Biden delivered a unifying message to America at Gettysburg—without mentioning Trump once

Something extraordinary happened at Gettysburg yesterday. Due to the insane news cycle and the constant stream of COVID diagnoses coming from the White House, it got a bit buried in the media, but it shouldn't have. I'm not sure I've ever seen anything like it.

We expect presidential campaign speeches to be inspiring, and Biden's speech at Gettysburg fit that bill. Truly, it's one of the best political speeches I've heard yet. But what made it extraordinary wasn't just what he said, but what he didn't say.

In a speech on the campaign trail, less than a month before an intense election, Joe Biden didn't mention his opponent. The name Trump wasn't spoken once during his entire 25-minute speech. He didn't speak about the current president at all. Instead, he explained the kind of president he will be—not just for members of his own party, but for all Americans.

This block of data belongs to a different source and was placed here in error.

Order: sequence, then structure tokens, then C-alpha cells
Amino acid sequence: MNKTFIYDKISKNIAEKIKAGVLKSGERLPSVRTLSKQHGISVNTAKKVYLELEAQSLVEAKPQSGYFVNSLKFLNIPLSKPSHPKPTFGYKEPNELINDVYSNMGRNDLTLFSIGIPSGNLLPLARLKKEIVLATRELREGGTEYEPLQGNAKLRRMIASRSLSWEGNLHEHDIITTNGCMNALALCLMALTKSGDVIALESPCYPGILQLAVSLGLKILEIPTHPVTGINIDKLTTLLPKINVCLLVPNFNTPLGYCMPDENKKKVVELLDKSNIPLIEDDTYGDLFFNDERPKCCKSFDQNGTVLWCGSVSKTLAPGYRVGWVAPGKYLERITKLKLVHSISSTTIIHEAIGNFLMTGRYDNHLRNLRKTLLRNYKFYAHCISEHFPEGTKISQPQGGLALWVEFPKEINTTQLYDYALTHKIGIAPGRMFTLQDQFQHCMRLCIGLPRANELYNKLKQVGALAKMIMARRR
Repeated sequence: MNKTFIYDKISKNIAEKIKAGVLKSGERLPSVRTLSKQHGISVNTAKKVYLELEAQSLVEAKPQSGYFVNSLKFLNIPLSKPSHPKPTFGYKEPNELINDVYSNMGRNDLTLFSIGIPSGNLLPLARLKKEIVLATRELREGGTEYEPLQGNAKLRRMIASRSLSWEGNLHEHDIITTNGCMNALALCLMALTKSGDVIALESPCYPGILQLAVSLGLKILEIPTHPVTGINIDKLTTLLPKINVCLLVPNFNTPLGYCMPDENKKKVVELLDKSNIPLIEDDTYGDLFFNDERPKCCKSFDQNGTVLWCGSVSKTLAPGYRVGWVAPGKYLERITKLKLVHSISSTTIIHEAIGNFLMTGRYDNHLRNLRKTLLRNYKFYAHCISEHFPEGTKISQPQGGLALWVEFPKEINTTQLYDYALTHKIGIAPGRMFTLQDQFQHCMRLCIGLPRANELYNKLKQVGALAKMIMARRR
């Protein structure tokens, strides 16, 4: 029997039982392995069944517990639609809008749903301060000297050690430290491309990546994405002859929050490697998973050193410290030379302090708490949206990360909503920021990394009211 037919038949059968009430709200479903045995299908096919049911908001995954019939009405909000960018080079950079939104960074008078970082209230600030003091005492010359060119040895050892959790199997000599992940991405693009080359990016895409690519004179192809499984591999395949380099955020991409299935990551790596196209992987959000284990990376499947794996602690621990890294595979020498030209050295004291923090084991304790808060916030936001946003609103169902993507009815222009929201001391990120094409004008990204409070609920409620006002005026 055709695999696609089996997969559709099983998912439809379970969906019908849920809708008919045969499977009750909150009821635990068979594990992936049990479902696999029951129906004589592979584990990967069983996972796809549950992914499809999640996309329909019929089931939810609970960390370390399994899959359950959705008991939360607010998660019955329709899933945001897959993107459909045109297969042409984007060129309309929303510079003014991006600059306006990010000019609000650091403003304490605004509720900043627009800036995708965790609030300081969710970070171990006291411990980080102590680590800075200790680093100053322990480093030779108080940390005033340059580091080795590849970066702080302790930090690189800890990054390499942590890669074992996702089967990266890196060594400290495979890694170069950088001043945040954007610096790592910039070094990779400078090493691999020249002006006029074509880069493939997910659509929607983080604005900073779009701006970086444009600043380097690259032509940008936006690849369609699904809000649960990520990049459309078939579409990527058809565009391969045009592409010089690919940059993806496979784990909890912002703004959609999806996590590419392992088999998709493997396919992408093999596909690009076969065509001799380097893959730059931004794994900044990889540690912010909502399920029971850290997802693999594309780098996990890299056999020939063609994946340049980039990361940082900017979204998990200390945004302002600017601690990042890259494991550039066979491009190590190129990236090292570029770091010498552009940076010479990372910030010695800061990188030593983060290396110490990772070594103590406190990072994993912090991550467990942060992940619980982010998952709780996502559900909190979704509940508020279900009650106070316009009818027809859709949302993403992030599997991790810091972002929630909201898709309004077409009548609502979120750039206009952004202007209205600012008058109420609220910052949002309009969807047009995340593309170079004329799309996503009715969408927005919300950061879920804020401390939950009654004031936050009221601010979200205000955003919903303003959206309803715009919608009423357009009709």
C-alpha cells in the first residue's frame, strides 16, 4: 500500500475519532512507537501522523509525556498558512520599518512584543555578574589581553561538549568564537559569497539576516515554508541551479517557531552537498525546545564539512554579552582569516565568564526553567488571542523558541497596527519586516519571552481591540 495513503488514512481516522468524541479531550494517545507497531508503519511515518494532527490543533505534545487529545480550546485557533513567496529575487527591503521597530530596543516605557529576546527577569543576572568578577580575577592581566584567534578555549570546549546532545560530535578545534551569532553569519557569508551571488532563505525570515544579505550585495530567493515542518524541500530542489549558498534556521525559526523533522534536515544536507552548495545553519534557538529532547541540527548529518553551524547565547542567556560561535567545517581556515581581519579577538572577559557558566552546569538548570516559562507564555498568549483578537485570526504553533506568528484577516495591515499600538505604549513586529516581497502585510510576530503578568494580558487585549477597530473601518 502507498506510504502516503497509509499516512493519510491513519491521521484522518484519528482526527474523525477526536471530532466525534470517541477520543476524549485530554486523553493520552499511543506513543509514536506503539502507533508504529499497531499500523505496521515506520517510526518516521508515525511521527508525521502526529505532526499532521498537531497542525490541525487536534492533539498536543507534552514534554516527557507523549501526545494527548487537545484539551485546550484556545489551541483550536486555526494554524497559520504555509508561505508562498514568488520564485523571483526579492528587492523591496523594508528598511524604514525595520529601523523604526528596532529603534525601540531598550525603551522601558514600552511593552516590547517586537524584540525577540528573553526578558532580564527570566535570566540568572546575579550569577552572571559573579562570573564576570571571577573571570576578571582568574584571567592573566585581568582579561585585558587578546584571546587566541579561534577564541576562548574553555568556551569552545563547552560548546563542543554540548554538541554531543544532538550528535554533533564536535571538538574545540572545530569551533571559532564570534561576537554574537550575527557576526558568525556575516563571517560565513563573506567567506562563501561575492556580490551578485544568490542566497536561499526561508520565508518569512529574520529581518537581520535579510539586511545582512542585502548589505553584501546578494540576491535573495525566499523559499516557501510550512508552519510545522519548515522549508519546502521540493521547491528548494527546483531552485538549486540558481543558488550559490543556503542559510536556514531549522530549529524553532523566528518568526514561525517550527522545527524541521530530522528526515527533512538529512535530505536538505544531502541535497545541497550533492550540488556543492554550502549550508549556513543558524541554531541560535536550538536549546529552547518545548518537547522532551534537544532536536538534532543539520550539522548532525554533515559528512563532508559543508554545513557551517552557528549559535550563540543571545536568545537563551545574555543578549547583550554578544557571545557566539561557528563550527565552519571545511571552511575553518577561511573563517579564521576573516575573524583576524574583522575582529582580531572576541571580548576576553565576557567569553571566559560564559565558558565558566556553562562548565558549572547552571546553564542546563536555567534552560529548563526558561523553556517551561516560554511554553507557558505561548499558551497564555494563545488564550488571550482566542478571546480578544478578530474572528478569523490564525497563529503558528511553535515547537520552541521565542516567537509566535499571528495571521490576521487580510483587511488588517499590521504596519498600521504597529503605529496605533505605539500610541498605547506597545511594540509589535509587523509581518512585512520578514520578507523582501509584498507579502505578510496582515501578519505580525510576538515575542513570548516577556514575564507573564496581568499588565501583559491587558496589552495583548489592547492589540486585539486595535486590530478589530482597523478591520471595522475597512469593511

How novel. And what a refreshing break from the ugly vitriol that so often marks this stage of a presidential campaign.


America is hurting right now. Our nation is riddled with division and unrest in the middle of an uncontrolled pandemic and an economic crisis. Most of us have never seen polarization like this in our lifetime, and the uncertainty of the future has everyone on edge. At the same time, many of us have watched helplessly as acquaintances, friends, and loved ones alike have fallen prey to misinformation, from unabashedly biased fringe media to full-on kookoo bananapants conspiracy theories. It feels like the fabric of our nation is unraveling.